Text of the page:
Chapter

Transactions in Gold at Premium Prices

Author(s):
International Monetary Fund
Published Date:
February 1996
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In May 1947 the Board set up a Committee on External Sales of Gold, charged with examining the legal and economic questions raised by member countries seeking to sell gold abroad at prices above parity. Following the committee’s report, the Board communicated the following statement to all members on June 18, 1947.

Statement Communicated to All Members

(June 18, 1947)

The International Monetary Fund has given consideration to the international gold transactions at prices substantially above monetary parity which have been taking place in various areas of the world. Because of the importance of this matter the Fund has prepared this statement of its views.

A primary purpose of the Fund is world exchange stability and it is the considered opinion of the Fund that exchange stability may be undermined by continued and increasing external purchases and sales of gold at prices which directly or indirectly produce exchange transactions at depreciated rates. From information at its disposal, the Fund believes that unless discouraged this practice is likely to become extensive, which would fundamentally disturb the exchange relationships among the members of the Fund. Moreover, these transactions involve a loss to monetary reserves, since much of the gold goes into private hoards rather than into central holdings. For these reasons, the Fund strongly deprecates international transactions in gold at premium prices and recommends that all of its members take effective action to prevent such transactions in gold with other countries or with the nationals of other countries.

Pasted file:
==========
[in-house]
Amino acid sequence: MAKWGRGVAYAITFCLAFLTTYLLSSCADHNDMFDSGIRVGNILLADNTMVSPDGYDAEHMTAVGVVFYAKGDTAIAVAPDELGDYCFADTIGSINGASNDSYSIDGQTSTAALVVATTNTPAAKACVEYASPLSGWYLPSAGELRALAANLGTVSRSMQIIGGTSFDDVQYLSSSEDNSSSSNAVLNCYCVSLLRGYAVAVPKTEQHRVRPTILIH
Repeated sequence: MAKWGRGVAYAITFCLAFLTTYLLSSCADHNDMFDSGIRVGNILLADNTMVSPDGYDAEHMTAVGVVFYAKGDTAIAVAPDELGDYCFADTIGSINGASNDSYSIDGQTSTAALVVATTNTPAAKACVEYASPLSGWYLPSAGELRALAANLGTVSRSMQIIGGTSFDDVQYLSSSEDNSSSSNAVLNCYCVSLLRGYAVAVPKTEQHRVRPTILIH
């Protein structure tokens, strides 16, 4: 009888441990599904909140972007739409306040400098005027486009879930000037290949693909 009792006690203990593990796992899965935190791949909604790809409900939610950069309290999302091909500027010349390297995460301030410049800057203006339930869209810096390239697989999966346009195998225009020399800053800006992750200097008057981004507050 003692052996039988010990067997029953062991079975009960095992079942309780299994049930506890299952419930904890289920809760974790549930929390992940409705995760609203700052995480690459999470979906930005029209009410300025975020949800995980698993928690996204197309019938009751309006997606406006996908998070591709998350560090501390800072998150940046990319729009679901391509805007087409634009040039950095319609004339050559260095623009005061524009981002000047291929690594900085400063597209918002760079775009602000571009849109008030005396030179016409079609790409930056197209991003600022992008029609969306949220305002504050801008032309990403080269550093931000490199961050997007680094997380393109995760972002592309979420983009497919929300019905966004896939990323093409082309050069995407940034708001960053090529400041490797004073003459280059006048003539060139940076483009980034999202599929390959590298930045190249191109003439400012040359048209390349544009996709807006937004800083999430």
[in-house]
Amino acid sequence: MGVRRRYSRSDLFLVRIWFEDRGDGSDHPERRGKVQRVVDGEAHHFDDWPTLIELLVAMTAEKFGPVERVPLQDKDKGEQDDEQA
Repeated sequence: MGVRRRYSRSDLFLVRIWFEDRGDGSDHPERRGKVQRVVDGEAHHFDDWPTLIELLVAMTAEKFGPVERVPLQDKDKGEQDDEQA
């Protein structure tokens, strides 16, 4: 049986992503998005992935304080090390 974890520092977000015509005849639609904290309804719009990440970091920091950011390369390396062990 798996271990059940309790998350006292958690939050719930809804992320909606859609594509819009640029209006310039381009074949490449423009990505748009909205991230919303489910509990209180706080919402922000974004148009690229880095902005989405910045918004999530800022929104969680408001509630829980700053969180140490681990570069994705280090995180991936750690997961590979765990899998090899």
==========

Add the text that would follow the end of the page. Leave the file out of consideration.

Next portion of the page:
It is realized that some of these transactions are being conducted by or through non-member countries or their nationals. The Fund recommends that members make any representations which, in their judgment, are warranted by the circumstances to the governments of non-member countries to join with them in eliminating this source of exchange instability.

The Fund has not overlooked the problems arising in connection with domestic transactions in gold at prices above parity. The conclusion was reached that the Fund would not object at this time to such transactions unless they have the effect of establishing new rates of exchange or undermining existing rates of other members, or unless they result in a significant weakening of the international financial position of a member which might affect its utilization of the Fund’s resources.

The Fund has requested its members to take action as promptly as possible to put into effect the recommendations contained in this statement.

[For the final decision of the Executive Board on the subject of premium gold transactions, see Decision No. 75-(705) on page 225 above.]

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